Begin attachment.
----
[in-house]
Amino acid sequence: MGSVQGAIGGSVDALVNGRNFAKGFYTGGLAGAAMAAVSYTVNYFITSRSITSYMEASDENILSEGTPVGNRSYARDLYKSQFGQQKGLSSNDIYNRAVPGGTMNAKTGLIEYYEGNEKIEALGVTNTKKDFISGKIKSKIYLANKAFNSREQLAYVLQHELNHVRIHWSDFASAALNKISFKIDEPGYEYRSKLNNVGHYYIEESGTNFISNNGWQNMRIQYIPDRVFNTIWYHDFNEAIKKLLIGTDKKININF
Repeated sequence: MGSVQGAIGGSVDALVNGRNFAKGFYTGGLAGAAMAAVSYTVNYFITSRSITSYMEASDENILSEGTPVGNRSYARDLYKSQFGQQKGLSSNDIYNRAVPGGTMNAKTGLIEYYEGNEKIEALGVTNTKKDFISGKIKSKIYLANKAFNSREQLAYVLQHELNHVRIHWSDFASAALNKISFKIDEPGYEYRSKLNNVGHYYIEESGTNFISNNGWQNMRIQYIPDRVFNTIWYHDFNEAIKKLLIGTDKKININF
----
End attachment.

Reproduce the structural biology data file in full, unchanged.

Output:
[in-house]
Amino acid sequence: MGSVQGAIGGSVDALVNGRNFAKGFYTGGLAGAAMAAVSYTVNYFITSRSITSYMEASDENILSEGTPVGNRSYARDLYKSQFGQQKGLSSNDIYNRAVPGGTMNAKTGLIEYYEGNEKIEALGVTNTKKDFISGKIKSKIYLANKAFNSREQLAYVLQHELNHVRIHWSDFASAALNKISFKIDEPGYEYRSKLNNVGHYYIEESGTNFISNNGWQNMRIQYIPDRVFNTIWYHDFNEAIKKLLIGTDKKININF
Repeated sequence: MGSVQGAIGGSVDALVNGRNFAKGFYTGGLAGAAMAAVSYTVNYFITSRSITSYMEASDENILSEGTPVGNRSYARDLYKSQFGQQKGLSSNDIYNRAVPGGTMNAKTGLIEYYEGNEKIEALGVTNTKKDFISGKIKSKIYLANKAFNSREQLAYVLQHELNHVRIHWSDFASAALNKISFKIDEPGYEYRSKLNNVGHYYIEESGTNFISNNGWQNMRIQYIPDRVFNTIWYHDFNEAIKKLLIGTDKKININF